Maria Tallchief, Balanchine and Guerlain

Tallchief

“One afternoon, we went to the House of Guerlain. George [Balanchine] wanted to choose a perfume for me. We sampled several before he settled on L’Heure Bleue (the expression the French have for twighlight), a beautiful, subtle fragrance that I still use today. George dabbed some on my neck below my ear and lowered his head. His lips softly touched mine. The solemnity with which he conducted the perfume ritual, and the unexpected display of affection, was a surprise and was more fulfilling because of that. I felt gratified and loved” (p.66, Maria Tallchief By Maria Tallchief, Larry Kaplan)

The first time I’ve read this passage from the autobiography of a renowned ballerina Maria Tallchief, I felt both moved and saddened. The former reaction was ellicited by the effect of perfume on these two people. The latter by my realization that obviously the love for L’Heure Bleue outlasted Tallchief’s marriage to Balanchine, a genius choreographer who changed the face of American ballet.

Whether one knows anything about ballet or not, this passage is a wonderful and rare glimpse into another woman’s relationship with scent. I hope to share more of such vignettes on these pages.

Photo: Maria Tallchief from Fargo Film Festival.

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15 Comments

  • sweetlife: It is moving, V. So much wrapped up in such a small passage about the nature of their relationship, its beginnings and its likely ending…

    “I felt gratified and loved.”

    *sigh* July 6, 2009 at 6:24pm Reply

  • MJ: Hi Victoria,
    I had just finished reading Maria Tallchief’s amazing life story. Another fantastic depiction of the Balanchine era is, “I Remember Balanchine,” edited by Francis Mason. Is it true that Balanchine would buy a different perfume for each of his leading dancers so that he would know where they were in the studio? Don’t remember where I heard this. Could have been from the dance community in Chicago during the 60’s and 70’s. July 6, 2009 at 11:46pm Reply

  • Boisdejasmin: A, you’ve pointed out the same thing I felt. It was such an intimate moment, such a rare one to observe for an outsider. July 7, 2009 at 9:59am Reply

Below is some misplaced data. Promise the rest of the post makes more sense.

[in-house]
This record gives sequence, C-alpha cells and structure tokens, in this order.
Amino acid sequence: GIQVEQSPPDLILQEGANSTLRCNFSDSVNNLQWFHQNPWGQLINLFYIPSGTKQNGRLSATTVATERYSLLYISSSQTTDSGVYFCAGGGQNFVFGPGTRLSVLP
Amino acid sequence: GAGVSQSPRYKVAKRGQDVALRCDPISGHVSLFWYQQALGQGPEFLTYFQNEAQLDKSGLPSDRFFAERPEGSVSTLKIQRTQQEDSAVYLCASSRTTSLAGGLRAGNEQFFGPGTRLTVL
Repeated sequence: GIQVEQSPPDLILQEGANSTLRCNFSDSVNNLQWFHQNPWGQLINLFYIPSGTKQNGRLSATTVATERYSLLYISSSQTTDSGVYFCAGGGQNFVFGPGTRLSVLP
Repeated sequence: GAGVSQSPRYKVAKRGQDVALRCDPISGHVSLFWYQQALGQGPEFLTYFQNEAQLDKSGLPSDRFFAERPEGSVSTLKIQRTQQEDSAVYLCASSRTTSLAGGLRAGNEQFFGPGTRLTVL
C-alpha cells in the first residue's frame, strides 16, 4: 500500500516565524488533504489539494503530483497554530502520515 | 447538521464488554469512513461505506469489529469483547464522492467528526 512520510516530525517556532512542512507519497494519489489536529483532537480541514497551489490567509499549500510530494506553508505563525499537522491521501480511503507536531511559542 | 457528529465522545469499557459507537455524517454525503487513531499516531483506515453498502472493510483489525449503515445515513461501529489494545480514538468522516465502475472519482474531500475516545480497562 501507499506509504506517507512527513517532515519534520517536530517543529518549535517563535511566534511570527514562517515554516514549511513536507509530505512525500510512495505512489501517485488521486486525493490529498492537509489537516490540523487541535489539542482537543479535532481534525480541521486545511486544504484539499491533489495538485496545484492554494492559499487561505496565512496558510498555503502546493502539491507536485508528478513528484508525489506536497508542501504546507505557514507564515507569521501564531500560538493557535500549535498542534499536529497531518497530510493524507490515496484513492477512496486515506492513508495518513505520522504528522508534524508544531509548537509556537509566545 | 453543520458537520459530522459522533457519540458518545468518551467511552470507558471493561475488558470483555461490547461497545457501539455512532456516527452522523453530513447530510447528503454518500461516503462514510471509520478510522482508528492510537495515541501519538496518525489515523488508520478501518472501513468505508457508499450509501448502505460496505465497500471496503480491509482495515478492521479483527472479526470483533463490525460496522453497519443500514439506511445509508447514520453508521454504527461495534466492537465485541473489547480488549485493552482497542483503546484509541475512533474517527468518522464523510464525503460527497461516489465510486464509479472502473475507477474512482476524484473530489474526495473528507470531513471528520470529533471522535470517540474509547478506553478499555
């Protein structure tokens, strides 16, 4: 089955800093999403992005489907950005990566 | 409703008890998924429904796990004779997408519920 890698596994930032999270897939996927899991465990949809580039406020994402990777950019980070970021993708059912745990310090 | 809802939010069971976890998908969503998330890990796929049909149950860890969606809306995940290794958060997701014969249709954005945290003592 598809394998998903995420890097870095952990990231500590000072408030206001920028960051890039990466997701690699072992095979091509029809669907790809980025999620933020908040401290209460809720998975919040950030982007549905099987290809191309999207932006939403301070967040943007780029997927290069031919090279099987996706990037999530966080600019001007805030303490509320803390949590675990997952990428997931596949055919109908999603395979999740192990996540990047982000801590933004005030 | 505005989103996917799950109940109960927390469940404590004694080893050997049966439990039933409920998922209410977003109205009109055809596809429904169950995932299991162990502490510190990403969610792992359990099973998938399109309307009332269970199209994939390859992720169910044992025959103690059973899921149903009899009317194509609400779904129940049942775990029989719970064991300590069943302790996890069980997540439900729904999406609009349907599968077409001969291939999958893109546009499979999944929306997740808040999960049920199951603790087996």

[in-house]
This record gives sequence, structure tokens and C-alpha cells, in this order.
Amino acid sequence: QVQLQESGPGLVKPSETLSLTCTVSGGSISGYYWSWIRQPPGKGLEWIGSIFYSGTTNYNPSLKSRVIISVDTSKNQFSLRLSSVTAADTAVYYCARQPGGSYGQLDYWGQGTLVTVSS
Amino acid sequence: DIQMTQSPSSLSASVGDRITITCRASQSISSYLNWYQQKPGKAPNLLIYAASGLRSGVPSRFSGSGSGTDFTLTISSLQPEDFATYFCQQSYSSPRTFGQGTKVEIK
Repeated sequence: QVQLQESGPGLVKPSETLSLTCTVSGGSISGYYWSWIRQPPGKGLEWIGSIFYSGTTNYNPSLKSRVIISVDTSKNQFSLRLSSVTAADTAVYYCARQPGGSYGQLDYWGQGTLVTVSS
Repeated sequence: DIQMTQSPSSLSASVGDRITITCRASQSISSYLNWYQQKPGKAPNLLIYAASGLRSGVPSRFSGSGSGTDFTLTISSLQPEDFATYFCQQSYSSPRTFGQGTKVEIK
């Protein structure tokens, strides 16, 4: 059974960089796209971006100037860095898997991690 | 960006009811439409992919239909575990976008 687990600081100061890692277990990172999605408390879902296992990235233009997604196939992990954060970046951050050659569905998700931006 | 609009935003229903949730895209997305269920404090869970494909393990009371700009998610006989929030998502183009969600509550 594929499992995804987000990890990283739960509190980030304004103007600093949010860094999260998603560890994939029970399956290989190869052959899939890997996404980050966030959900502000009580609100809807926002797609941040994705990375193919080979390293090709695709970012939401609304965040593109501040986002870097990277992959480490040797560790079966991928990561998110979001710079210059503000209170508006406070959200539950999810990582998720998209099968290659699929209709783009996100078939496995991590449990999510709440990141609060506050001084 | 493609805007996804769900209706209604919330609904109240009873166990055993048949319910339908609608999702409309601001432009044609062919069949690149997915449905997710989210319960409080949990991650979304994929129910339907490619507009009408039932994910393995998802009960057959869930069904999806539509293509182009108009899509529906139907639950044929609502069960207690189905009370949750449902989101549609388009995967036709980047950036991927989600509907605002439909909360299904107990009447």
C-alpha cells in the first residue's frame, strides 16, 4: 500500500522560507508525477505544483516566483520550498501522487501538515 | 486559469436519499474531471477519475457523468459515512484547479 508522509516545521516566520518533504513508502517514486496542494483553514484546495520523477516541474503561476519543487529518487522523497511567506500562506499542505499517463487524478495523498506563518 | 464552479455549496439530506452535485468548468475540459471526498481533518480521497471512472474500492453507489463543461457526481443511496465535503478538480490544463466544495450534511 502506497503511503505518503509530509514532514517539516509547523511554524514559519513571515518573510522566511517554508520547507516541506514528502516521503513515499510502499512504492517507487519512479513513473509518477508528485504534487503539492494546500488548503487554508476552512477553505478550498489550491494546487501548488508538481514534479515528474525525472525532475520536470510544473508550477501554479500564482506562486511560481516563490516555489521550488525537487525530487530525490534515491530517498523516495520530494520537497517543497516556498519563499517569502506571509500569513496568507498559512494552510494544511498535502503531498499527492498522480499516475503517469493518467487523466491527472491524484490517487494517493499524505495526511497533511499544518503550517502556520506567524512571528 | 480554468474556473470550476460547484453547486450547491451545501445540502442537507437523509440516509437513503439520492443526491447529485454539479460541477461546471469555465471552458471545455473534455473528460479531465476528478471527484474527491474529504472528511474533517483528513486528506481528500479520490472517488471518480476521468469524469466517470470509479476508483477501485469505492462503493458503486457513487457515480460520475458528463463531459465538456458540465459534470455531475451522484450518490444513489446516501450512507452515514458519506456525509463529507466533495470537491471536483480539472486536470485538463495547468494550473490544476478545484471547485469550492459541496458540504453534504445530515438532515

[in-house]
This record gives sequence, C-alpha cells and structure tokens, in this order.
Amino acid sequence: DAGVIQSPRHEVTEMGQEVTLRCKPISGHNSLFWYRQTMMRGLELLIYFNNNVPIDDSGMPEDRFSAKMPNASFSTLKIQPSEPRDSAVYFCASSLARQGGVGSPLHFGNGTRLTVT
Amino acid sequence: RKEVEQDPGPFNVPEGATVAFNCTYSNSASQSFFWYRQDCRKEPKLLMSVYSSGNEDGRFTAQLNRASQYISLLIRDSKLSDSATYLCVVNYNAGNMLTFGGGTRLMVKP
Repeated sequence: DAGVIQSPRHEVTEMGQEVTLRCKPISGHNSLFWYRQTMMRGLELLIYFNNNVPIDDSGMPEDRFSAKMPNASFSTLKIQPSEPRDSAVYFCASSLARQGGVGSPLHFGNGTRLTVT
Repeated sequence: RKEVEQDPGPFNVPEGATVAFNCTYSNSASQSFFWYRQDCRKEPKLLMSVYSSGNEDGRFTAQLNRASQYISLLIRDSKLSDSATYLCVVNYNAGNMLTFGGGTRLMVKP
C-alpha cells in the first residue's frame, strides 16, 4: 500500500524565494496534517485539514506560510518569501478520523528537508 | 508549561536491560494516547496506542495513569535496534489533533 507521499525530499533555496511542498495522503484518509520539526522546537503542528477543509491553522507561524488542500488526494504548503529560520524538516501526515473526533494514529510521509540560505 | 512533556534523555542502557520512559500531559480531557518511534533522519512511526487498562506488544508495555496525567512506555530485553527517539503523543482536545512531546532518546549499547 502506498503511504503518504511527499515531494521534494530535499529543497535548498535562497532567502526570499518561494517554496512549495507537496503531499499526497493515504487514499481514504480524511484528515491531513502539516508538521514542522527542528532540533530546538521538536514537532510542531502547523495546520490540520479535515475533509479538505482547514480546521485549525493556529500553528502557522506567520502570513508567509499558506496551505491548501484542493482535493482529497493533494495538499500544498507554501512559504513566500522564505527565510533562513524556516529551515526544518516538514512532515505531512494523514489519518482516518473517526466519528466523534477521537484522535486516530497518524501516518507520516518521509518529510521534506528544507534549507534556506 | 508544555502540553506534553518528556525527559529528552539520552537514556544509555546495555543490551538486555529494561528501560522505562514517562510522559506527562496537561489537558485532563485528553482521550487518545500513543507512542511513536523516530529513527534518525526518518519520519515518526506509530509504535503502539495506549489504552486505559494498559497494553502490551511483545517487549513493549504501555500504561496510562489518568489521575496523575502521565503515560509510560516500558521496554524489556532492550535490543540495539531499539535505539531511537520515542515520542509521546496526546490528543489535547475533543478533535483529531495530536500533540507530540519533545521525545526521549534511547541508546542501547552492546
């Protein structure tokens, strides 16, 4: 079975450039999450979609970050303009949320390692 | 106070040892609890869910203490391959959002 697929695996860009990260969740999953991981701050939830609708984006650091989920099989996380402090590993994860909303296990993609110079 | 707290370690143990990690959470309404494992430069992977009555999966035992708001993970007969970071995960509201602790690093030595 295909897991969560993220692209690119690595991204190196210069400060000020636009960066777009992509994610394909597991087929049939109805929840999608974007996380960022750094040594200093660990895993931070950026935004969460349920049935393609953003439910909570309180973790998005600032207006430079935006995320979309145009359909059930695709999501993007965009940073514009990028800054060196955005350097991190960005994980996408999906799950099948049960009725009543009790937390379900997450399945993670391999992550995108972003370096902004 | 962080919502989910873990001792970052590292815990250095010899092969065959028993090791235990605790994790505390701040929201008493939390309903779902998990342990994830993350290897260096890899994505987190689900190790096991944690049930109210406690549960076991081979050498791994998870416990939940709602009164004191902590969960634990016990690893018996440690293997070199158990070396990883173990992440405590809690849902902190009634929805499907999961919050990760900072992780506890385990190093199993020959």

• Boisdejasmin: MJ, I am still waiting for Arlene Croce’s biography of Balanchine. By the looks of it, I should not hold my breath. 🙂

    I heard plenty of stories like this about him giving perfumes to his muses. For instance, Suzanne Farrell wore Diorissimo. Gelsey Kirkland mentioned it in his book too. Alexandra Danilova relates another perfume story about Balanchine in her autobiography “Choura.” Apparently, Balanchine returned from the US with a bottle of Atkinson’s perfume for her. “I threw that at him, too. ‘Coming to Paris,’ I said, ‘the city of perfume, and bringing me lousy English perfume!’ ” It was at the end of their relationship, needless to say. July 7, 2009 at 10:11am Reply

    • Lila: lol!! 😀 April 22, 2013 at 10:19am Reply

  • Zazie: What a romantic and moving anecdote!
    … and the comment on Atkinson is very funny indeed: he must have been [un]consciously looking for trouble!!! July 8, 2009 at 6:43am Reply

  • violetnoir: Poignant. Bittersweet. Fleeting, just like fragrance.

    Hugs! July 8, 2009 at 12:18pm Reply

  • Boisdejasmin: Zazie, I think that they were at the breaking point of their relationship, so you are probably right! July 9, 2009 at 9:47am Reply

  • Boisdejasmin: R, you’ve put it wonderfully!
    xo July 9, 2009 at 9:51am Reply

  • Susan Hood: In the early to mid-1970s, Esquire Magazine published an article on ballerinas and their perfumes. Wish I had that copy–my dad subscribed to it then, and I was a ballet student.

    From it I learned that Balanchine bought perfume for NYCB’s women dancers; recollect that he selected Replique for the blonde soloist Carol Sumner. Would have to go through my book collection to see if his dancers noted what he gave to them and others.